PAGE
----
Results: After the protein-rich meal greater discomfort and more side effects were reported. Weight and blood pressure decreased at the end of the fasts that followed each of the three meals heart rate increased after the high fat and carbohydrate meals but not after the protein meal. The main laboratory findings were a 40% increase in blood urea nitrogen and higher urine osmolarity after the protein-rich meal than after the other meals.

Conclusion: A protein-poor pre-fast meal is likely to be followed by easier fasting.
 

Slomo Vinker, MD, Boris Kaplan, MD, Sasson Nakar, MD, Gita Samuels, MD, Gidon Shapira, MD and Eliezer Kitai, MD

Background: Urinary incontinence in older women is common. Its characteristics and impact on quality of life is not well established since these women are usually reluctant to tell their healthcare providers about the problem.

Objective: To determine the characteristics of urinary incontinence in women and the manner in which it affects patients quality of life.

Methods: Twenty family physicians were requested to distribute a questionnaire to the first 25 consecutive women aged 30 to 75 years who visited their clinic for any reason. The questionnaire covered general health issues, symptoms of urinary incontinence, and quality of life.

Results: A total of 418 women, mean age 50.0 ± 11.8 years, completed the questionnaire (84% response rate). Of these, 148 (36%) reported having episodes of urinary incontinence. Urinary incontinence was found to be associated with older age, menopause, obesity and coexisting chronic disorders. Sixty percent of the women with urinary incon­tinence found it to be a disturbing symptom, and 44% reported that it had a detrimental effect on their quality of life. Only 32% of the affected women had sought medical advice, half of them from their family physician. Treatment was recommended to 66% of those who sought help, and in about two-thirds of these it brought some measure of relief.

Conclusions: Urinary incontinence is a common com­plaint among women attending primary care clinics, but it does not receive appropriate attention, Though it often adversely affects quality of life, only a small proportion of women seek medical advice. Family physicians should raise the issue as a part of the routine general health check-up.
 

Reviews
Auli Toivanen, MD and Paavo Toivanen, MD

Reactive arthritis is a disease affecting mostly young adults. Owing to a greater general awareness the diagnosis has become more common during recent years. It is well established that ReA is caused by an infection, mostly in genetically susceptible individuals. The pathogenetic mechan­isms are still poorly understood, and the treatment rests mainly on anti-inflammatory drugs or steroids. Vigorous and early treatment of the triggering infection may prevent the develop­ment of ReA but this is rarely possible in everyday clinical practice. Despite its name, the disease should be considered as a general disorder that affects not only the joints. The prognosis is not as good as earlier believed, and relapses or chronic development are not unusual.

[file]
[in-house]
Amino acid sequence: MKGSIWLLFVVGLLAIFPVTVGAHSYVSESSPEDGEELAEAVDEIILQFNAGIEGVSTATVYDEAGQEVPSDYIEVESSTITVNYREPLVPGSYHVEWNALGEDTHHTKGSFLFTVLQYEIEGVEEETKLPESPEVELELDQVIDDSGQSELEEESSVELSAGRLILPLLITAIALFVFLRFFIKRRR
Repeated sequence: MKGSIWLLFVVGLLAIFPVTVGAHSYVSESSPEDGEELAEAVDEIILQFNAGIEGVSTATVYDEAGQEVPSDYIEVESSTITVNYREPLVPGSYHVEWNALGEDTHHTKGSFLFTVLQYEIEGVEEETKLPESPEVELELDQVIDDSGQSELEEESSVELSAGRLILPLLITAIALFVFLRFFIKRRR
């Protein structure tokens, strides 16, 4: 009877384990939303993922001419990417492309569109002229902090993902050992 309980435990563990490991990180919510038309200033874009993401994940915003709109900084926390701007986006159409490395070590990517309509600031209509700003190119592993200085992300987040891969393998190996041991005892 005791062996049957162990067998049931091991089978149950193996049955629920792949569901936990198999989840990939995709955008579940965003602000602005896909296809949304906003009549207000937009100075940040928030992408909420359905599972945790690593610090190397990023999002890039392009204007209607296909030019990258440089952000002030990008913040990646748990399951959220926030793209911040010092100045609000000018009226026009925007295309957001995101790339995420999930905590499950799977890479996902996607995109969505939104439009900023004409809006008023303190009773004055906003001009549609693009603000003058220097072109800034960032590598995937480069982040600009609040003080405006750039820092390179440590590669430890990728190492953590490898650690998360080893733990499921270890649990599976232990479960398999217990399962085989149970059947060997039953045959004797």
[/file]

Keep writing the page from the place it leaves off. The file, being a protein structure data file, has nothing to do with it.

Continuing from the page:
Larry W. Moreland, MD

There is accumulating evidence that tumor necrosis factor plays a major role in the pathogenesis of rheumatoid arthritis. Recent biotechnological advances have allowed for the development of agents that directly target TNF, a pro-inflammatory cytokine. In the last 2 years, the U.S. Food and Drug Administration and the European Union’s Commission of the European Communities have approved two biological agents for the treatment of refractory RA, etanercept and infliximab. Etanercept is a fusion protein, composed of the Fc portion of immunoglobulin G1 and the extracellular domain of a TNF receptor (p75). Infliximab is a chimeric monoclonal antibody composed of murine variable and human constant regions. In placebo-controlled trials, both agents have proven to be effective and well tolerated in PA patients.

Reuven Rabinovici, MD

Red cell substitutes are currently under development for use in a variety of surgery and trauma-related clinical conditions. The need for artificial oxygen-carrying fluids continues to be driven by the shortage of donor blood, the complex logistics of blood banking, the risk of virally transmitted diseases, current transfusion practices, and the projected increased demand for blood products in the future. The effort to develop a replacement for the red cell component has evolved over the last century and has presented a number of significant challenges including safety and efficacy concerns. Recent progress in understanding the fundamental interactions of hemoglobin with the body at the molecular, cellular and tissue levels has led to the production of improved red cell substitutes suitable for clinical testing. Currently, seven products are being tested for a variety of applications including trauma, surgery, sepsis, cancer and anemia. Although some of these trials were unsuccessful, the majority of the available products exert no toxicity or only low level side effects. Encouraging results in early clinical trials with oxygen-carrying fluids support further development of these products and have increased the hope that a usable oxygen-carrying fluid will soon be available in the clinic. The purpose of this review is to provide up-to-date information on the status of these products with special emphasis on pre-clinical and clinical experience.

Case Communications
Daniel Schapira, MD, DSc, Alexandra Balbir-Gurman, MD, Alicia Nachtigal, MD and Abraham Menachem Nahir, MD, PhD
Rafik Masalha, MD, Bella Chudakov, MD, Mohammed Morad MD, Inna Rudoy, MD, Ilia Volkov, MD and Itzhak Wirguin, MD
Clinical Views
Alexander Lowenthal, M Med Sci and Mark N. Lowenthal, MB, BCh, FRCPE
הבהרה משפטית: כל נושא המופיע באתר זה נועד להשכלה בלבד ואין לראות בו ייעוץ רפואי או משפטי. אין הר"י אחראית לתוכן המתפרסם באתר זה ולכל נזק שעלול להיגרם. כל הזכויות על המידע באתר שייכות להסתדרות הרפואית בישראל. מדיניות פרטיות
ז'בוטינסקי 35 רמת גן, בניין התאומים 2 קומות 10-11, ת.ד. 3566, מיקוד 5213604. טלפון: 03-6100444, פקס: 03-5753303